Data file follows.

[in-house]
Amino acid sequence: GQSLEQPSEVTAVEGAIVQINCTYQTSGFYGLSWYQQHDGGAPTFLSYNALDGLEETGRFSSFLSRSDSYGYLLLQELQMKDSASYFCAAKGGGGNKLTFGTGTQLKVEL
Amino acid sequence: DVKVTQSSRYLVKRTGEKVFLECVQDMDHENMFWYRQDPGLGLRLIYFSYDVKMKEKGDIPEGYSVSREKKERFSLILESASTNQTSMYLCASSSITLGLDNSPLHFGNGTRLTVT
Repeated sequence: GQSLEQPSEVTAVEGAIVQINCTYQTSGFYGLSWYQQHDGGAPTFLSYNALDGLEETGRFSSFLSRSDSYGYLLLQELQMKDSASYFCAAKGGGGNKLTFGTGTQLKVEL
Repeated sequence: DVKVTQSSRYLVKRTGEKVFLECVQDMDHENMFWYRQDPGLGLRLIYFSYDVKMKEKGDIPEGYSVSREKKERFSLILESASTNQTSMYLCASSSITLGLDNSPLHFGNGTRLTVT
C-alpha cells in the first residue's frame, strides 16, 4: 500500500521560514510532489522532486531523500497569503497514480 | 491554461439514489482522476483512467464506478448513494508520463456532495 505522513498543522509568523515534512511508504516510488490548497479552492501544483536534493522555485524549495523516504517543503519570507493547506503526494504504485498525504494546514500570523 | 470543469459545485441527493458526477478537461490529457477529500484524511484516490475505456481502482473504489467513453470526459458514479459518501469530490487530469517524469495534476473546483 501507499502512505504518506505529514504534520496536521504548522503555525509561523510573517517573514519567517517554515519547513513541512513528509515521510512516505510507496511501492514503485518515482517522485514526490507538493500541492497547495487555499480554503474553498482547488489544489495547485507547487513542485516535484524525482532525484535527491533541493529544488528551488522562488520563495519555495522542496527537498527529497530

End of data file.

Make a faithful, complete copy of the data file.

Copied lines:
[in-house]
Amino acid sequence: GQSLEQPSEVTAVEGAIVQINCTYQTSGFYGLSWYQQHDGGAPTFLSYNALDGLEETGRFSSFLSRSDSYGYLLLQELQMKDSASYFCAAKGGGGNKLTFGTGTQLKVEL
Amino acid sequence: DVKVTQSSRYLVKRTGEKVFLECVQDMDHENMFWYRQDPGLGLRLIYFSYDVKMKEKGDIPEGYSVSREKKERFSLILESASTNQTSMYLCASSSITLGLDNSPLHFGNGTRLTVT
Repeated sequence: GQSLEQPSEVTAVEGAIVQINCTYQTSGFYGLSWYQQHDGGAPTFLSYNALDGLEETGRFSSFLSRSDSYGYLLLQELQMKDSASYFCAAKGGGGNKLTFGTGTQLKVEL
Repeated sequence: DVKVTQSSRYLVKRTGEKVFLECVQDMDHENMFWYRQDPGLGLRLIYFSYDVKMKEKGDIPEGYSVSREKKERFSLILESASTNQTSMYLCASSSITLGLDNSPLHFGNGTRLTVT
C-alpha cells in the first residue's frame, strides 16, 4: 500500500521560514510532489522532486531523500497569503497514480 | 491554461439514489482522476483512467464506478448513494508520463456532495 505522513498543522509568523515534512511508504516510488490548497479552492501544483536534493522555485524549495523516504517543503519570507493547506503526494504504485498525504494546514500570523 | 470543469459545485441527493458526477478537461490529457477529500484524511484516490475505456481502482473504489467513453470526459458514479459518501469530490487530469517524469495534476473546483 501507499502512505504518506505529514504534520496536521504548522503555525509561523510573517517573514519567517517554515519547513513541512513528509515521510512516505510507496511501492514503485518515482517522485514526490507538493500541492497547495487555499480554503474553498482547488489544489495547485507547487513542485516535484524525482532525484535527491533541493529544488528551488522562488520563495519555495522542496527537498527529497530